3. The split with the smallest penalty is selected.

Types of feature-splits

There are three types of splits: FloatFeature, OneHotFeature and OnlineCtr. These are based on the encoding that is done on the features.

  1. FloatFeature: A float feature split takes a float type feature and split value is calculated (border). A float feature is represented in the visualization as with a feature index and border value (check this):
9, border<257.23    #feature index, border value
  1. OneHotFeature: In a one-hot feature, each class can be represented by a max of n possible values (0 or 1). The n is decided by a parameter called one_hot_max_size which is set to 2 by default. Note in the titanic dataset case, Sex has only 2 possible values, Male or Female. If you set one_hot_max_size=4 then catboost uses one hot to encode features with upto 4 unique classes (e.g. Pclass in titanic has 3 unique classes). A one-hot feature is represented with the feature name, and its value:
Sex, value=Female    #feature name, value
  1. OnlineCtr: A ctr the third type of split that you can see in a catboost model. Ctrs are not calculated for features that are used with one-hot encoding (link). If the number of possible classes in a feature exceeds the limit set by one_hot_max_size then catboost automatically uses ctr to encode features and thus type of split is an OnlineCtr. Its represented with the feature name, some dummy tokens that represent unique classes and a value:
{five} pr_num1 tb0 type0, value>9  #Label, value

##Inspecting github, the label seems to be from a multihash
##The multihash seems to be made from (CatFeatureIdx, CtrIdx, TargetBorderIdx, PriorIdx)
##https://github.com/catboost/catboost/blob/master/catboost/libs/data/ctrs.h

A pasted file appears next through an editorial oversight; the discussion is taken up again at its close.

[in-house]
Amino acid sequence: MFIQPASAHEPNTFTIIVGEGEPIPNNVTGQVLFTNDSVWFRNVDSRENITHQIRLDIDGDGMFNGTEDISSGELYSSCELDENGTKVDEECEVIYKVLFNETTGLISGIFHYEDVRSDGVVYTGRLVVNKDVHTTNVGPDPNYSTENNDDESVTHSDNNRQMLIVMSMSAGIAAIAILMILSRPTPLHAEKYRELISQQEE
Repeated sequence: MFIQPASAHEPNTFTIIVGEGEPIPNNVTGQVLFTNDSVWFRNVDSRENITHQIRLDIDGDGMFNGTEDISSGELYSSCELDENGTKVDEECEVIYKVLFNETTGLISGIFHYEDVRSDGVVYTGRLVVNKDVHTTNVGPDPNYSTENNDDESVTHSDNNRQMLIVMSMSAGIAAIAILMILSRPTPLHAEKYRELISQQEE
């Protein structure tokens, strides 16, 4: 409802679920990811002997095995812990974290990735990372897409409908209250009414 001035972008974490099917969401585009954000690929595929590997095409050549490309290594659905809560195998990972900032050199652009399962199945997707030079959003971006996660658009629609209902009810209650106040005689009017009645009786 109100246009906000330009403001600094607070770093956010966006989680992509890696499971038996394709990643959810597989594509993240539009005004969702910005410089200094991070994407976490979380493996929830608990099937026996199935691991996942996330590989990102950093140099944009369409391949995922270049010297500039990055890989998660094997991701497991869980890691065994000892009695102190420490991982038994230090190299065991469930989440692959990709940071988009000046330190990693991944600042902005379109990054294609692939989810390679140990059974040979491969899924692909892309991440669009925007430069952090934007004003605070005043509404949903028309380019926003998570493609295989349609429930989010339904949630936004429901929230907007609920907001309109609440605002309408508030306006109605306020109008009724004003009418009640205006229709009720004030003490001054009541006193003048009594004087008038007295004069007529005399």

Analyzing the dataset at hand

Let's first look at the number of unique classes in each of the features.

from catboost import CatBoostClassifier, Pool
import pandas as pd

X_train.describe().loc['unique']
one      6
two      5
three    8
four     8
five     4
six      6
seven    5
Name: unique, dtype: object

As you can see, the minimum number of unique classes is 4 (in feature called "five") and the maximum is 8. Lets set our one_hot_max_size = 4.

cat_features = list(X_train.columns)
pool = Pool(X_train, y_train, cat_features=list(range(7)), feature_names=cat_features)
model = CatBoostClassifier(verbose=0, one_hot_max_size=4).fit(pool)

model.plot_tree(tree_idx=1,pool=pool)

enter image description here

The feature "five" is now OneHotFeature and results in a split description of five, value=i. However, feature "One" is still a OnlineCtr.

Lets now set the one_hot_max_size = 8, which is the max possible unique classes. This would ensure that each of the features is OneHotFeature and not OnlineCtr

cat_features = list(X_train.columns)
pool = Pool(X_train, y_train, cat_features=list(range(7)), feature_names=cat_features)
model = CatBoostClassifier(verbose=0, one_hot_max_size=8).fit(pool)

model.plot_tree(tree_idx=1,pool=pool)

enter image description here


Hope this clarifies your question about why Sex from titanic is being displayed in a different manner as compared to the features that you are working with.

For more reading on this check these links -

  1. https://colab.research.google.com/github/catboost/tutorials/blob/master/model_analysis/model_export_as_json_tutorial.ipynb
  2. https://catboost.ai/docs/features/categorical-features.html
  3. https://catboost.ai/docs/concepts/algorithm-main-stages_cat-to-numberic.html#algorithm-main-stages_cat-to-numberic
  4. https://github.com/catboost/tutorials/blob/master/model_analysis/visualize_decision_trees_tutorial.ipynb
2
  • Thank you for this great answer. I am still frustrated that for a large dataset, if you do set one_hot_max_size to be large than you get a worse classifier even though it is now interpretable. This seems to be because it can't make "feature combinations" any more.
    – Anush
    Jan 14 at 11:56
  • I would recommend keeping features with smaller cardinality as one-hot and letting the larger cardinality features be split as ctr. Jan 14 at 13:42